Curious about what powers the Dave Seah web machine? Wonder no more! Here’s the latest info, updated
August 8, 2014 February 15, 2023.
Web Host: Opalstack
I’ve been hosted on Media Temple since January 2007, but upon its full acquisition by Go Daddy in 2022 I’ve moved to Opalstack (affiliate link). This is a developer-focused and very reasonably-priced host from the people who built Webfaction (also killed by GoDaddy). They have excellent technical communication. For people like myself who like control over their server without having to get too deep into the command line, Opalstack has been great. The interface is a little quirky if you’re used to Plesk, but it makes sense.
Domain Registration: NameCheap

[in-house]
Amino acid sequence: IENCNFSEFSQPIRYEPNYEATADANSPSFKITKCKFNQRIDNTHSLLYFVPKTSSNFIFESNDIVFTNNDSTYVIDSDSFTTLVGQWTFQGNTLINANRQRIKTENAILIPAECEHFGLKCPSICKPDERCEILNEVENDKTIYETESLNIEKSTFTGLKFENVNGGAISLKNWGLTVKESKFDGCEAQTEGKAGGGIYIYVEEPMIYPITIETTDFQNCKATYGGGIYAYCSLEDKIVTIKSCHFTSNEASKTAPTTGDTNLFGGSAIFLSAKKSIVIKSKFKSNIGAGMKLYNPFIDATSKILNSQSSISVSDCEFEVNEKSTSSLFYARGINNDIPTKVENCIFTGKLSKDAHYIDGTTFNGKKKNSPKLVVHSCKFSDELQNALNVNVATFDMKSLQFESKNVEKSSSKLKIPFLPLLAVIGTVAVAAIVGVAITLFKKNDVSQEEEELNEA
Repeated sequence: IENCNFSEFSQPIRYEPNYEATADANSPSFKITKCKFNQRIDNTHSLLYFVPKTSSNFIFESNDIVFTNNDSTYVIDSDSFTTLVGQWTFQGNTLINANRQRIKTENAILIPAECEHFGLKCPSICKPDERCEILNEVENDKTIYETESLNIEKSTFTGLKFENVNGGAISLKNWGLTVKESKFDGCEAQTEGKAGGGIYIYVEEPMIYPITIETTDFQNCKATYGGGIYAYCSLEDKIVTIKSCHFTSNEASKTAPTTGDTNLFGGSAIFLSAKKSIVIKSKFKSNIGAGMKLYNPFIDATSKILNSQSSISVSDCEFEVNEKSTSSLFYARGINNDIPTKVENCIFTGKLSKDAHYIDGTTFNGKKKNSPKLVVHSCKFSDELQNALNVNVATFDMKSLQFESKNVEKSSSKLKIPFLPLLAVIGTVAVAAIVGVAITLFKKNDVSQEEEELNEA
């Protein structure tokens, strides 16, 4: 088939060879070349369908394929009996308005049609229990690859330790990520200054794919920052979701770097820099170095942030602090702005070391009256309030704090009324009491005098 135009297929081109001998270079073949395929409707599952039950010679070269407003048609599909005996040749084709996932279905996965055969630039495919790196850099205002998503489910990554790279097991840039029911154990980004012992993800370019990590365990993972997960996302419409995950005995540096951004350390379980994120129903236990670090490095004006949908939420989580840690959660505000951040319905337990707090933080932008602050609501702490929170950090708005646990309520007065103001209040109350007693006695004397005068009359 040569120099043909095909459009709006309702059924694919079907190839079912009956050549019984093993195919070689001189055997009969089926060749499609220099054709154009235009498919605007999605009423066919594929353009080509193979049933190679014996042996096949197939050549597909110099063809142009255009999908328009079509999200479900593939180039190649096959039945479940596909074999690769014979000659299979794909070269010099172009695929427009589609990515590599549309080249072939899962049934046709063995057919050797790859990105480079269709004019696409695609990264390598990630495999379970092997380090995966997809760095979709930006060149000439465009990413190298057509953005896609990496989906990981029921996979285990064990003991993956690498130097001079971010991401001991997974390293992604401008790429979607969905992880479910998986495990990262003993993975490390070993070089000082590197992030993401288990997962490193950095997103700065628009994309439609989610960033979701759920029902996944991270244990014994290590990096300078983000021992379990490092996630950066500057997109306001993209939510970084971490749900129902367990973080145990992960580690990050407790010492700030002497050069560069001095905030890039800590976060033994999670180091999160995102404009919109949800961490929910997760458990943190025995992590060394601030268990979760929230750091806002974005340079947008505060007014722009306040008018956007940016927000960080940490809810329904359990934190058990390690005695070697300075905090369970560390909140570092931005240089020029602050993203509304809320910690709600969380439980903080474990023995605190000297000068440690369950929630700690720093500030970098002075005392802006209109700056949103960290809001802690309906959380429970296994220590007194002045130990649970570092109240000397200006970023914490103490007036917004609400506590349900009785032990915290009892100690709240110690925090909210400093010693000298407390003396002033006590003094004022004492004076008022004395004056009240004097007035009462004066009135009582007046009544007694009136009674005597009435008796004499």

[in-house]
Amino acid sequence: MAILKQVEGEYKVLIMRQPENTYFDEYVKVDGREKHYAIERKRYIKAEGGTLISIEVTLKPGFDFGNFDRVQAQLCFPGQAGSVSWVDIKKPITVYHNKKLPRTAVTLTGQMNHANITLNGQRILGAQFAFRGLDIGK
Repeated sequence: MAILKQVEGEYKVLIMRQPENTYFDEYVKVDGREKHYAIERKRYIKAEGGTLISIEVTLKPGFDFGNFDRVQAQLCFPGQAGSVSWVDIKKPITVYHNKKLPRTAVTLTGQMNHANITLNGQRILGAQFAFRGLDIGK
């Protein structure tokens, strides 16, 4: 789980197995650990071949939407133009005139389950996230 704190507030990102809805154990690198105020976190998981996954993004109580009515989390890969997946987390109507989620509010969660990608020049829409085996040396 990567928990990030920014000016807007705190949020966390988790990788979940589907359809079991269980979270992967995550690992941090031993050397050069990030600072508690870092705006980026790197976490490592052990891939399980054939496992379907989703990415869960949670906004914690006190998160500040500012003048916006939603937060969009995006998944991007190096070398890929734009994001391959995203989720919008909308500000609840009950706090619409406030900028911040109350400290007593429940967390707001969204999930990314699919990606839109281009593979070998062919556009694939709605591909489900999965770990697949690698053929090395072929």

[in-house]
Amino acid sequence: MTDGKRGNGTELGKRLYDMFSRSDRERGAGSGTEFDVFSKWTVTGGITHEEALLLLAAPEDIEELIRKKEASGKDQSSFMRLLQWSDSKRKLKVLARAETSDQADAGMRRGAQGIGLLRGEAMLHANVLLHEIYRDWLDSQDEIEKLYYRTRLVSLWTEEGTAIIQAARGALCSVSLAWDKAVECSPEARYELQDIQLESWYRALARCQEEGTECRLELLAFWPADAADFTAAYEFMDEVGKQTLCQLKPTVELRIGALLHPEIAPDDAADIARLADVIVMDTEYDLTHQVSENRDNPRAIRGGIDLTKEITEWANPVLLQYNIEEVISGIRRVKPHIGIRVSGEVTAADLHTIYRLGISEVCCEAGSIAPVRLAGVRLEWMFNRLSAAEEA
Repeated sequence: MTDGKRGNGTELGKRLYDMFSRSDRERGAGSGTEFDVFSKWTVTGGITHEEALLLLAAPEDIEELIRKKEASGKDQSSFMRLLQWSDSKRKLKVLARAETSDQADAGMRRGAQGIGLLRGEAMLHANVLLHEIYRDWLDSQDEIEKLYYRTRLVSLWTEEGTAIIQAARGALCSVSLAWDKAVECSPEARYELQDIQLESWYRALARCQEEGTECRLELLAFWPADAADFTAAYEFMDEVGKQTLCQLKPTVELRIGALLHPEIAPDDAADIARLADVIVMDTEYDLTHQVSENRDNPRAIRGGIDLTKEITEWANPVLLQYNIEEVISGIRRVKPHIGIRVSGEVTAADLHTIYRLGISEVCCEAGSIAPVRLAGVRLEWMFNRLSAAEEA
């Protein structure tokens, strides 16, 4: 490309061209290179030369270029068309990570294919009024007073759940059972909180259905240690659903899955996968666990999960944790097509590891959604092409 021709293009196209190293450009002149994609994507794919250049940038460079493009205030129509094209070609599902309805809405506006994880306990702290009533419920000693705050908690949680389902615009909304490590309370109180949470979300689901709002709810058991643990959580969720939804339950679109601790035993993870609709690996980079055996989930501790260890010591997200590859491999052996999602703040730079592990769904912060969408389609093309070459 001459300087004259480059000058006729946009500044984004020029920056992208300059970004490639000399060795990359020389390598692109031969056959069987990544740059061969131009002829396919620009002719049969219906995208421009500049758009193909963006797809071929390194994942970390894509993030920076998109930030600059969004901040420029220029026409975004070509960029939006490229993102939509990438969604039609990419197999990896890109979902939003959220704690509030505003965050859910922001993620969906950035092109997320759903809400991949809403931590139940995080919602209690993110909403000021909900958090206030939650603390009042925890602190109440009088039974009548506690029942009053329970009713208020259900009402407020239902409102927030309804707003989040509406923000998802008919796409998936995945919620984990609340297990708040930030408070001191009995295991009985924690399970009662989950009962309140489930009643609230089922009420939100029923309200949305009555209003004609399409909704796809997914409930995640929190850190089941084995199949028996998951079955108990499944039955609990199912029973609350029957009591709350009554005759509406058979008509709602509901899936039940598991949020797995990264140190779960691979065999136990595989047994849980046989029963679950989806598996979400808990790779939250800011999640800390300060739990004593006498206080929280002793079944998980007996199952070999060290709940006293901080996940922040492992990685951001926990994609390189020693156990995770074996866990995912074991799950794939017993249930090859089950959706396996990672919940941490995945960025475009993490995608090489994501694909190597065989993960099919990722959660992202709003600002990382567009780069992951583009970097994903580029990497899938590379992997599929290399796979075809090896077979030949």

I’m currently using Namecheap for most of my domains. It’s affordable and not based in the Cayman Islands as DirectNIC (my former registrary for many years) was.
Website Content Management System: WordPress
I’ve run a self-hosted version of WordPress in its various incarnations since version 1.0 in 2004. WordPress has remained a reliable and experiment-friendly platform, easy to modify and change, with a huge plugin and theme ecosystem.
As of August 2014, davidseah.com has over a million words of my own writing and many thousand comments, and I’ve had to learn to tune the setup to cope with occasional bursts of traffic. Operationally, the biggest challenge has been learning how to handle traffic without bogging down the server, and dealing with the security and hacking problems that pop up. While its had its share of security issues, there are now web hosts that specialize in secure hosting and manage that for you at an affordable cost. The other challenge has been designing the look of the website, but in 2013 I started to customize pre-designed templates instead of making my own. This requires knowledge of PHP, HTML, and CSS.
Essential WordPress Plugins
There are a few plugins that are essential to the way I write and post media to the site.